5. Round bottom flask

The round-shaped transparent flask with the ability to hold liquids and has a narrow mouth. 

Round bottom flasks are available in shapes like 100ml, 250ml, 500ml, etc.


  1. For the distillation of solutions, wherein the substance is taken in the flask and heated from the bottom.
  2. For mixing the substances in liquids.
Volumetric flask with lid

6. Volumetric flask

It is a fixed-volume flask used to make molar solutions. The volumetric flasks are round at the bottom with a long narrow neck. See the page for more details on the flask.

Conical flask

7. Filtration flask

The flask is similar to a conical flask with a small vent on the side to connect with a vacuum.

Uses: This flask is especially needed for filtration and crystallization of extracts in the chemistry lab.

8. Funnel

The funnel, as we know, is equipment to pour solvents and liquids into a narrow-mouth bottle.

In the lab, one often needs transparent funnels to pour solvents, powders, and other liquids into other containers. These funnels are very useful as they minimize the chances of waste due to spillage.

Transparent funnel used to pour liquids into narrow mouthed containers

Uses: This helps in the safe transfer of liquids and also prevents spillage and wastage.

9. Separating funnel

Unlike other glassware, a separating funnel is a specially designed apparatus for the separation of liquids.

separating funnel with two different liquids

A conical-shaped flask that has an inlet and outlet. It can hold liquid without leaks when closed with a stopper on top.

When two or more immiscible solvents are mixed, the solvents get separated into two layers.

The vent at the bottom of the flask can be opened, and individual solvents can be drained out.

Uses: This is useful for the separation of substances from a mixture based on their polarity or solubility. Ex: Lipids can be separated from an aqueous extract by using petroleum ether.

10. Burette

It is a long cylindrical-shaped glass tube with a stopper at one end.

This burette has a uniform diameter all along the length with clearly marked graduation indicating volume.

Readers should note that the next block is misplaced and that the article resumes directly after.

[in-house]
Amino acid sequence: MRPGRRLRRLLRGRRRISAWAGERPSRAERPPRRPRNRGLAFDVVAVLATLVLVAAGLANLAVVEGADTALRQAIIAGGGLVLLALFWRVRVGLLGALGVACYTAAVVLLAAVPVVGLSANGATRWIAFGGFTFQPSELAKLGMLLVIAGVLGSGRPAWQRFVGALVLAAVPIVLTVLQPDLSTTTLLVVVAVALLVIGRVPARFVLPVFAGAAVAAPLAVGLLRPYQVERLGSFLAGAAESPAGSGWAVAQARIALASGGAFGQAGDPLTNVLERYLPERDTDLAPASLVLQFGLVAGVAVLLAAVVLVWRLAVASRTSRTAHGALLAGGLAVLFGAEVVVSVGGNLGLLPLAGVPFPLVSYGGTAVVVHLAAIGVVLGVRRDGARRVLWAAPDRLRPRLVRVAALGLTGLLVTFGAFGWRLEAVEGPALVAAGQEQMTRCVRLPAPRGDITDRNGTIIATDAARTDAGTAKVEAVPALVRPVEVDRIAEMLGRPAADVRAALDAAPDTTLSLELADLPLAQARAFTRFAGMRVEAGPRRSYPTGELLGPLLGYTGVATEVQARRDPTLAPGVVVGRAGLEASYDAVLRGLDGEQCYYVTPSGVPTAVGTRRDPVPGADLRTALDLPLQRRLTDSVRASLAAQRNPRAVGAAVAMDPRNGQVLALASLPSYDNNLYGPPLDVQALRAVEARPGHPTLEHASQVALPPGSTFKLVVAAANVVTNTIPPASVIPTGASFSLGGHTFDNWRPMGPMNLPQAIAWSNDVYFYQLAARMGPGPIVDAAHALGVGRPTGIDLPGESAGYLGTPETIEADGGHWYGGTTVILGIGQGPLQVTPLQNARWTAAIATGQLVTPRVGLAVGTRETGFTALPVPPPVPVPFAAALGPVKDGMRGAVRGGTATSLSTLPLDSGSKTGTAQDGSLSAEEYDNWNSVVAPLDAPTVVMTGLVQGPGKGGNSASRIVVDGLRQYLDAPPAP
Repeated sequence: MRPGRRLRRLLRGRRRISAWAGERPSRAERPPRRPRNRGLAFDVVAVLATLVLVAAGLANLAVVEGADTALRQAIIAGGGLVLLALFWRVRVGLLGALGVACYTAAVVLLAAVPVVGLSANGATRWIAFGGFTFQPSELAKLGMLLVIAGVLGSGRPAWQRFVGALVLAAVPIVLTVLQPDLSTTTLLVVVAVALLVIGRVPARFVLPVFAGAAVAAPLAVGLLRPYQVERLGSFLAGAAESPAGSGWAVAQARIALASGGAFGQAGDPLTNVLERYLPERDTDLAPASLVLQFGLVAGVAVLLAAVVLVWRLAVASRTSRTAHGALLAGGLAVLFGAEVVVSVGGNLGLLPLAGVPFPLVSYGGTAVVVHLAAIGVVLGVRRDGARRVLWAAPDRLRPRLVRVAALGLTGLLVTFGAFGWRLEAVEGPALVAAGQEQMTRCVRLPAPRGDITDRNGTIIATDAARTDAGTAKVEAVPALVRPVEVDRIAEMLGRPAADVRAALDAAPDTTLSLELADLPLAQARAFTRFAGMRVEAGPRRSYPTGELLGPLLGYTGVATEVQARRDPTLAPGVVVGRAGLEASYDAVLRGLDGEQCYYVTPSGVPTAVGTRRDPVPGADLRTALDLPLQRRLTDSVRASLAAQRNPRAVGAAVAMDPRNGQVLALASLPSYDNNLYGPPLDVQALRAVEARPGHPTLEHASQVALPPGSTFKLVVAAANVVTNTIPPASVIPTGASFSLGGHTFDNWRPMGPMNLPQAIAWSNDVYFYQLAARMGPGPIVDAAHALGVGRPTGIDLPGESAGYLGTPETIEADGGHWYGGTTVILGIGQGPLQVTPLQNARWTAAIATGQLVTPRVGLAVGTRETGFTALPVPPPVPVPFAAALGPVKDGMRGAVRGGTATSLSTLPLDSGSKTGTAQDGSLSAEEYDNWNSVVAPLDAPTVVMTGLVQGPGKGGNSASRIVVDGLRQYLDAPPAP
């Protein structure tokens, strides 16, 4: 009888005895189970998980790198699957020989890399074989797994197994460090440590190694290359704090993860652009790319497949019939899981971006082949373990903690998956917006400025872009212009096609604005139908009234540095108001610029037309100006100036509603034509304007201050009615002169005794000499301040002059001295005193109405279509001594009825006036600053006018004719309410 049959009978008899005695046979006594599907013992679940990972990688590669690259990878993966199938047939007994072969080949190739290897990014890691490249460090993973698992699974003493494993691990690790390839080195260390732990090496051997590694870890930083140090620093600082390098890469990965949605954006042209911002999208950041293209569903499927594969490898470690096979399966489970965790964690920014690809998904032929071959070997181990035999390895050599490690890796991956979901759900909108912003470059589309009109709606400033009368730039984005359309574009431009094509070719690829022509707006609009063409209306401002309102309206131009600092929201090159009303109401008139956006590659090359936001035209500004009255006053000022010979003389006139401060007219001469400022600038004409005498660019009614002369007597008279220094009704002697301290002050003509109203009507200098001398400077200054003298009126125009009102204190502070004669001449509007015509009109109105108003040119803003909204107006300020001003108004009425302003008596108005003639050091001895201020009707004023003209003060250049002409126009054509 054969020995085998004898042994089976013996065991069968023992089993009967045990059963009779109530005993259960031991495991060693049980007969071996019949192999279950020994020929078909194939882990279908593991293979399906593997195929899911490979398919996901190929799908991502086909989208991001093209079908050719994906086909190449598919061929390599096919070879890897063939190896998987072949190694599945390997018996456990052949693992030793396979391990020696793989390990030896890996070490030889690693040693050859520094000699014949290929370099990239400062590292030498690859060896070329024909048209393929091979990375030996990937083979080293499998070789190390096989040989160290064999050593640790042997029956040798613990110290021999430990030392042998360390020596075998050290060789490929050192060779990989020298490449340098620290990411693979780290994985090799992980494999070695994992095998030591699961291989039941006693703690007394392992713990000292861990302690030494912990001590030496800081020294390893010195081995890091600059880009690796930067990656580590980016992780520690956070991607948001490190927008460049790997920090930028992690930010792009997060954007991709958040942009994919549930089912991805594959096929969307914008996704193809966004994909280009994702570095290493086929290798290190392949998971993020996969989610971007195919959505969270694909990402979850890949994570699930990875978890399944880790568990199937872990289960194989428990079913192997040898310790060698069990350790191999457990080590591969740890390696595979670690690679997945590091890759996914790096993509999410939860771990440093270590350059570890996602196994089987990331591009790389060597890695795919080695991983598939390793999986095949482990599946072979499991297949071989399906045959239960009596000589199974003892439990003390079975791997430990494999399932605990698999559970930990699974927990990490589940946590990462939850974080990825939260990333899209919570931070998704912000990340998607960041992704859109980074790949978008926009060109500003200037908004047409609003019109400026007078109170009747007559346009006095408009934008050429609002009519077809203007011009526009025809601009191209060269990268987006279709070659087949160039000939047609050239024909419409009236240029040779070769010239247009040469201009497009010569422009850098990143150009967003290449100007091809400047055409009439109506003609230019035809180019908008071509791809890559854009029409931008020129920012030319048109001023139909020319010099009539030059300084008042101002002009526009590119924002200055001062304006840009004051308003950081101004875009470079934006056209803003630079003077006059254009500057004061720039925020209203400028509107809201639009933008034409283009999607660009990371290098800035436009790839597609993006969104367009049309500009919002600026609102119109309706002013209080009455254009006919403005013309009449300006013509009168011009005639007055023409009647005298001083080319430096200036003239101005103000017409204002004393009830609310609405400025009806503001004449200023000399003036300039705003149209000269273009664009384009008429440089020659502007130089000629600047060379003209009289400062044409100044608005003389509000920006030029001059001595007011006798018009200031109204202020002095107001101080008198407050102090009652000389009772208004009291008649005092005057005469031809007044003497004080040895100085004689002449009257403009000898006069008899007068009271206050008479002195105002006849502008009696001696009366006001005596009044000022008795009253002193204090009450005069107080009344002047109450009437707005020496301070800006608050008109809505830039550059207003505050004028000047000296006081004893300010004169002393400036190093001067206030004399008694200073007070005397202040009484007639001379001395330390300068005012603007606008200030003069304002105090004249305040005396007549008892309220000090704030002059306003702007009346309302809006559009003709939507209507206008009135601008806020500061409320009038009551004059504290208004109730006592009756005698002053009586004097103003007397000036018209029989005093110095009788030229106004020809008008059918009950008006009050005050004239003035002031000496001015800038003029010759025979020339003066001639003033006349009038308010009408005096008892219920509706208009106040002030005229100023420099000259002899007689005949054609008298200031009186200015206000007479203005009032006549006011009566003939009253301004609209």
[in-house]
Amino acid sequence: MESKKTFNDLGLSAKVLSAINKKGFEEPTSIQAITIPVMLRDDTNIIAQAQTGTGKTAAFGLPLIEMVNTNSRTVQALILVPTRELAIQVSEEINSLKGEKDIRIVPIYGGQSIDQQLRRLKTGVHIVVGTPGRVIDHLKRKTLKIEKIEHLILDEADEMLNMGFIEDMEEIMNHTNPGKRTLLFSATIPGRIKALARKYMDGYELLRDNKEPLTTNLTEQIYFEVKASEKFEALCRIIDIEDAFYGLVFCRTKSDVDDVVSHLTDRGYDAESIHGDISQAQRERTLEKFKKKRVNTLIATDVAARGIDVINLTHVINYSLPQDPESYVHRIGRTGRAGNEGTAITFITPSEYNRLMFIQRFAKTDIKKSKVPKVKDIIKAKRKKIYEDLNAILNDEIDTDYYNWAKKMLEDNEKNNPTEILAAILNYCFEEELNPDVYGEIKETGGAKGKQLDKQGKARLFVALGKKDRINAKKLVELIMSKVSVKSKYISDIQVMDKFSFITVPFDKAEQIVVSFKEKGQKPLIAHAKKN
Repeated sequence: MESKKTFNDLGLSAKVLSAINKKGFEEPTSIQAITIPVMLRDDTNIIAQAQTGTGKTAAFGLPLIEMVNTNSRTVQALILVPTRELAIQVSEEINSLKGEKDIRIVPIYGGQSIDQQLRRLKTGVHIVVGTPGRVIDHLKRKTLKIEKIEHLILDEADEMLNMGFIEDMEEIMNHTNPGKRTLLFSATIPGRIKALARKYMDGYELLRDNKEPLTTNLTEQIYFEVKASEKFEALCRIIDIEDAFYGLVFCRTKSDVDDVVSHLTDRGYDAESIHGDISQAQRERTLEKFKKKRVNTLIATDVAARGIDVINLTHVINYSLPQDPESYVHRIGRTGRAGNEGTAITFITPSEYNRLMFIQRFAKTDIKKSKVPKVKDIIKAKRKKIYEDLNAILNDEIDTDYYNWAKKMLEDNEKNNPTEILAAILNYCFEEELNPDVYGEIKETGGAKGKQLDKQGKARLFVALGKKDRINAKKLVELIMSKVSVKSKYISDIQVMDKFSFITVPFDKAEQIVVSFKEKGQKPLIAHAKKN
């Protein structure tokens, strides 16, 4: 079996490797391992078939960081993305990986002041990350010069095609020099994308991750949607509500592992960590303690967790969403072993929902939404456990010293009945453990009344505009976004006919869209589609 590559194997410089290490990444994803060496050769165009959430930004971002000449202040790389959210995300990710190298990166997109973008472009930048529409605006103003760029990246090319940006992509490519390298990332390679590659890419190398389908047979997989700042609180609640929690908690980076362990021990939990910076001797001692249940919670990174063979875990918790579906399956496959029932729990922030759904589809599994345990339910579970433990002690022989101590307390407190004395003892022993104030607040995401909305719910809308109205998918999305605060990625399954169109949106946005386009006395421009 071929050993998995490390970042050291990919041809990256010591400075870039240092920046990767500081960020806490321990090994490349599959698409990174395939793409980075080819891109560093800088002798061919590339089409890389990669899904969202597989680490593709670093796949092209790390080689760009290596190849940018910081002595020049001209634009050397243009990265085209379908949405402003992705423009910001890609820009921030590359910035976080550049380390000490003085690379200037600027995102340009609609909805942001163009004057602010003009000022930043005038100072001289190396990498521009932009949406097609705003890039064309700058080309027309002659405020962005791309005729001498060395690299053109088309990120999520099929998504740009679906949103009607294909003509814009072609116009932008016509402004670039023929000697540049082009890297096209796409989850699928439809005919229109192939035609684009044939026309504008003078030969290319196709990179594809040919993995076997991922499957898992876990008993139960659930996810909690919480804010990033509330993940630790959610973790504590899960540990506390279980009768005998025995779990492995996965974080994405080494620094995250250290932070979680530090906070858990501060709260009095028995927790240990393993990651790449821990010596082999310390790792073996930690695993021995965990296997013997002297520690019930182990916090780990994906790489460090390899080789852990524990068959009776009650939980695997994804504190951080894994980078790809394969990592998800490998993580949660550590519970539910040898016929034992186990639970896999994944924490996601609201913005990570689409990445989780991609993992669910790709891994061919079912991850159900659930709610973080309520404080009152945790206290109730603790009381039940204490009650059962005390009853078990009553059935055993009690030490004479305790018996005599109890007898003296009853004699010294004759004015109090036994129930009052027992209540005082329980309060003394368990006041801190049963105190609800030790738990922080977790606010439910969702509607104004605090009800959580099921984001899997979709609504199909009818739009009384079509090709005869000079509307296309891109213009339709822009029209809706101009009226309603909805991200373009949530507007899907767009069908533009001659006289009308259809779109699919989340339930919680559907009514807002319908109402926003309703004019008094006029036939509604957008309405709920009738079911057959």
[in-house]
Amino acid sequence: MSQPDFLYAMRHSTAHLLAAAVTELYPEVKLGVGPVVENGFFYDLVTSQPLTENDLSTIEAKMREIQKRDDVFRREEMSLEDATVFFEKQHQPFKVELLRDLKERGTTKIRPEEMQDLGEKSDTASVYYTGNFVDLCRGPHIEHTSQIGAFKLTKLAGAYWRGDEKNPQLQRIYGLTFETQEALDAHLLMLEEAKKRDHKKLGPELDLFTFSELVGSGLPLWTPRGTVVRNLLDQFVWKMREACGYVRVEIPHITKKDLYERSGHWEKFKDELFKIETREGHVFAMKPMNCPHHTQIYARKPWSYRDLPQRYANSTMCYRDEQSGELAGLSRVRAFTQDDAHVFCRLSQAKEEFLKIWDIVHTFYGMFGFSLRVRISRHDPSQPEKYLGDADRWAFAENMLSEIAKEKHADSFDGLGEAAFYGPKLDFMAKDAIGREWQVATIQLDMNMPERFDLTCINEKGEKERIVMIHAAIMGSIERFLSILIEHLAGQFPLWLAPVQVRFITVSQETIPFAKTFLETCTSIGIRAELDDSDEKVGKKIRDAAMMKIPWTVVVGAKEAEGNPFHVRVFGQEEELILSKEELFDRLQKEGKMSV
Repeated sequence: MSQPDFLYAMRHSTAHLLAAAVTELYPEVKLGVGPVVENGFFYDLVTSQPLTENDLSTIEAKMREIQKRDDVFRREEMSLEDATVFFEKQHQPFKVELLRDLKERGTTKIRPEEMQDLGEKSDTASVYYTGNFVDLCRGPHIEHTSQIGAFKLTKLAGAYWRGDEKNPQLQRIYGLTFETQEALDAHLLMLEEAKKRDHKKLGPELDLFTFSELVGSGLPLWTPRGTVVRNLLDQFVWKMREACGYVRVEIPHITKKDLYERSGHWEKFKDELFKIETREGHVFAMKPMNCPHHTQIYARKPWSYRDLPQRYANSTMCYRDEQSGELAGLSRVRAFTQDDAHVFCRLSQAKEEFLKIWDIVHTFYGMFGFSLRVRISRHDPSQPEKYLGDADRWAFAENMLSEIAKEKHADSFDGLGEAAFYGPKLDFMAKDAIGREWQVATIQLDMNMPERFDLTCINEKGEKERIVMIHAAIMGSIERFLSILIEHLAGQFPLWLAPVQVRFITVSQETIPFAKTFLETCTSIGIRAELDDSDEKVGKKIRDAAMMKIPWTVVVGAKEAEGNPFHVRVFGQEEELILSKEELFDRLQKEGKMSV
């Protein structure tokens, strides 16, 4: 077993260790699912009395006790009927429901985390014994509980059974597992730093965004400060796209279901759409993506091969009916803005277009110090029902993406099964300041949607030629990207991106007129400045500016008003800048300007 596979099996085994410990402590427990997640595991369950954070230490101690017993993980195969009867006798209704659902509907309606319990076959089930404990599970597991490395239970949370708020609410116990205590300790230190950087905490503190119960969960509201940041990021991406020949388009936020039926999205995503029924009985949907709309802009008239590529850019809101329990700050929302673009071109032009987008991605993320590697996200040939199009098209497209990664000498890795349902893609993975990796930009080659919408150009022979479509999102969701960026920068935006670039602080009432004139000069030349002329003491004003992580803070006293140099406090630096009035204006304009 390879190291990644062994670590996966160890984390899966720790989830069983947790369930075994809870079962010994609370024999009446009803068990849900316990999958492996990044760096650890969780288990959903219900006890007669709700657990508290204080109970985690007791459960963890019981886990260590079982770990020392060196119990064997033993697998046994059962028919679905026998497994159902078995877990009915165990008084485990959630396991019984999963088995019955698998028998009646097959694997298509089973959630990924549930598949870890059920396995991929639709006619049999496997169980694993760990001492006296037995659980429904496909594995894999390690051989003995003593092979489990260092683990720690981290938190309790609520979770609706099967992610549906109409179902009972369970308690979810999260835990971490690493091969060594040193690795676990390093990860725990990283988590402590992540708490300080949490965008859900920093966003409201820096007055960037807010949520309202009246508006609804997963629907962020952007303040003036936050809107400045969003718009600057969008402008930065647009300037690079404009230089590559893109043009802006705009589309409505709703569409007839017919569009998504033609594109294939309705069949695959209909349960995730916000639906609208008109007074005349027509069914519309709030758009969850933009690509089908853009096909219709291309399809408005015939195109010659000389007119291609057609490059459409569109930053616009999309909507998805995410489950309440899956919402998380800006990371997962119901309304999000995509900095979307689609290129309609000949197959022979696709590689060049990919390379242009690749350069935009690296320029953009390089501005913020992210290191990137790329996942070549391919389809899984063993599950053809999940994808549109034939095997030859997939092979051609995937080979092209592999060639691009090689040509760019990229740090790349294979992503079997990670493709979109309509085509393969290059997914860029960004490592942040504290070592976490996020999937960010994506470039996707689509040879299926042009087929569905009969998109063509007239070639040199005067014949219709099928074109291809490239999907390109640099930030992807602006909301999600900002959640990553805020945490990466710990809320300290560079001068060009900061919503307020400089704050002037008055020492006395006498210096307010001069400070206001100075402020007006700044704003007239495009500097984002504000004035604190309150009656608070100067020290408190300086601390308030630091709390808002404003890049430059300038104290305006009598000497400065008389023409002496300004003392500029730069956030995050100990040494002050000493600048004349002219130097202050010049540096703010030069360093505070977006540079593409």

The stopper is fixed before the outlet. Through this, one can extract a desired volume of liquid from it. A burette needs a stand to hold it in place, as shown in the image below.

burette held by stand

Uses: It is widely used in titrations. It is used to hold the titrant and add it to the reaction mixture (titrand) drop by drop.

11. Pipette

Pipettes are glassware having a narrow path with graduations over the surface. They are used to transfer small amounts of liquids with precise volumes.

Frequently asked questions and answers.

When is the best time to clean glassware during the lab session?

I think it is best to clean glassware at the end of the lab session after all the experiments are over.
This way, they will be dry and clean to use in the next session.

Why are most chemistry containers made of glass?

Glass is a hard and inert material, and it is least reactive to solids and liquids used in chemistry.
Since the chemicals we use, like acids, bases, oxidants, and halogens, are highly reactive. They can be stored well for a long time without being degraded.

Why is acetone used to clean glassware?

Acetone is used to clean glassware for anhydrous experiments. I.e., for experiments that do not involve water.
As a solvent, acetone can clean and remove most chemicals, like water.
In most cases, the glassware is first cleaned with water, and then they are rinsed with acetone to remove stains of water.